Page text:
During the opening weeks of the 65th session of the General Assembly, B’nai B’rith International met with world leaders to help them better understand the organization’s views on Israel, Middle East peace, human rights, and other issues facing the global community. Among the countries we met with were: Spain, Greece, Bulgaria, Albania, Costa Rica, Mexico, Belgium, Italy, Croatia, Russia, France, Hungary, Slovak Republic, India, Czech Republic, Romania, United Kingdom, Egypt, Oman, Chile, and also attended a meeting of Jewish leaders with Palestinian Authority president Mahmoud Abbas.
B'nai B'rith International was represented by: President Dennis W. Glick, Executive Vice President Daniel S. Mariaschin, Senior Vice President Bruce Pascal, Board of Governors Member Dan Tartakovski, Honorary President Seymour Reich, Director of Latin American Affairs Eduardo Kohn, Director of U.N. and Intercommunal Affairs David Michaels, Director of Legislative Affairs Eric Fusfield, and U.N. Affairs Program Officer Oren Drori.
B’nai B’rith has had an active presence in the United Nations since the world body was founded in San Francisco in 1945.
Minister Boris Borissov, of Bulgaria (left), Bulgarian Ambassador Elena Poptodorova (center), and Daniel S. Mariaschin (right).
Daniel S. Mariaschin, Greek Prime Minister George Papandreou, with President Dennis W. Glick (far right).
David Michaels, Daniel S. Mariaschin, and Director of Legislative Affairs Eric Fusfield with Mr. Edmond Haxhinasto (rear right) and Mal Berisha, Director of the General Directorate of Regional Affairs at the Ministry of Foreign Affairs (rear left).
B’nai B’rith International welcomes United States Ambassador Eileen Chamberlain Donahoe’s assessment of a biased and disproportionate U. N. Human Rights Council (UNHRC) focus on Israel, in light of two new reports. The UNHRC received new prejudicial reports on Israel during its current session—including one on the Turkish flotilla incident of May 31 and a follow-up to the demands of last year’s Goldstone report on hostilities in Gaza.Specifically, Donahoe cited the flotilla fact-finding mission’s “flawed mandate” and “unbalanced language, tone and conclusions,” while reiterating the U.S. administration’s original opposition to the creation of a UNHRC committee monitoring compliance with the demands of the “deeply flawed” Goldstone report.
The report on the flotilla of activists seeking to violate a blockade of the Hamas-ruled Gaza Strip ignores evidence of a violent, premeditated ambush of Israeli service members seeking to peacefully redirect the vessel and inspect its cargo. The U.S. ambassador to the U.N. in New York, Susan E. Rice, said in August that Israel’s agreement to participate in a panel of inquiry on the flotilla initiated by Secretary-General Ban Ki-moon and complementing domestic Israeli investigations underway, “obviat[es] the need for any overlapping international inquiry.”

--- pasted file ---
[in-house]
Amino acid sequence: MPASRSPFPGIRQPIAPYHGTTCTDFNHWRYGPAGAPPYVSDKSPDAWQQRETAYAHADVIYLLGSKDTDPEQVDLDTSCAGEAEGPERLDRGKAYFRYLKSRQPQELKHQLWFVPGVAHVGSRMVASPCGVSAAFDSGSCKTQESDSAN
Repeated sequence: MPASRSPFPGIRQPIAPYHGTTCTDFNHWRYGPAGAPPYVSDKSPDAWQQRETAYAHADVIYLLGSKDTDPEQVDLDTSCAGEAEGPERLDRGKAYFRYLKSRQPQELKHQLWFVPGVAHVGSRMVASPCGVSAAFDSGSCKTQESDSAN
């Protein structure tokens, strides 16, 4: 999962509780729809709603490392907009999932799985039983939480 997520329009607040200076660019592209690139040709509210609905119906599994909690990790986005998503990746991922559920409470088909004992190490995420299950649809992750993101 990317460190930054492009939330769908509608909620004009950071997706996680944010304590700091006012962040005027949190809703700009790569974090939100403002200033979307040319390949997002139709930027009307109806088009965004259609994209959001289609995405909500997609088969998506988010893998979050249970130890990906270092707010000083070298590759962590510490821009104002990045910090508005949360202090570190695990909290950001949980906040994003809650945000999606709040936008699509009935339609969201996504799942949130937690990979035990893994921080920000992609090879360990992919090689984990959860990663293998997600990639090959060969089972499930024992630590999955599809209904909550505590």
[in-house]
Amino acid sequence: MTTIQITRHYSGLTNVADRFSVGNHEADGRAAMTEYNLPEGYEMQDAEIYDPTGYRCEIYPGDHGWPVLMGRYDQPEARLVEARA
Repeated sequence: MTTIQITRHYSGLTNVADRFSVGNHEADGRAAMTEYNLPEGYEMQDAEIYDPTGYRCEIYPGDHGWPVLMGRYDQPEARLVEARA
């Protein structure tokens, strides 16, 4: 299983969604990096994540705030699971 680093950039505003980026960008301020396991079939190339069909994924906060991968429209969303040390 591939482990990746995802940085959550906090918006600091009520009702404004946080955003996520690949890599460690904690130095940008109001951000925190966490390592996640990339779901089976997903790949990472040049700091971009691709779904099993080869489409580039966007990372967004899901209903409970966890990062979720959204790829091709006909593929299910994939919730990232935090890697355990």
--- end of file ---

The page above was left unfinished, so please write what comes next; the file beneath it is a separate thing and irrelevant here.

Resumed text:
Yet Arab and Muslim members of the UNHRC recommend extension of the Goldstone “committee of experts” and that the U.N. General Assembly consider the latest council report on the May flotilla, and solicit new commentaries by High Commissioner for Human Rights Navi Pillay. B’nai B’rith strongly appeals to member states to reject these transparent political maneuvers.
In a formal intervention before the UNHRC, B’nai B’rith agreed with President Obama’s assertion at this month’s General Assembly opening that “nations within this body do the Palestinians no favors when they choose vitriolic attacks against Israel over constructive willingness to recognize Israel’s legitimacy and its right to exist in peace and security.”
“The Human Rights Council continues to ignore genuine atrocities and systematic abuse around the world,” said B’nai B’rith International President Dennis W. Glick. “In choosing to dwell compulsively on maligning one side of one conflict, it violates the principle of non-partiality and betrays its use as a political tool.”
“The council has proven itself impervious to new, painstaking efforts toward peace,” said B’nai B’rith Executive Vice President Daniel S. Mariaschin. “Indeed, by exacerbating tensions and seeking to prevent any Israeli attempt to protect its citizens, the council only makes peace even more elusive.”
B’nai B’rith International has sent a letter to Royal Dutch Shell to express its deep disappointment that the oil giant has resumed business with the Iranian regime, despite recent international sanctions against Iran. In the letter, President Dennis W. Glick and Executive Vice President Daniel S. Mariaschin wrote:
“In the spring, Royal Dutch Shell announced it had not supplied gasoline to Iran since 2009, and B’nai B’rith commended the company. But at the time, B’nai B’rith also expressed concern that Shell had not severed all ties with Tehran.
It appears now that Shell is continuing to do business with Iran, and is doing so on a major scale. Troubling new reports find that Shell did more than a billion dollars in business with Iran’s state-owned oil company in recent months.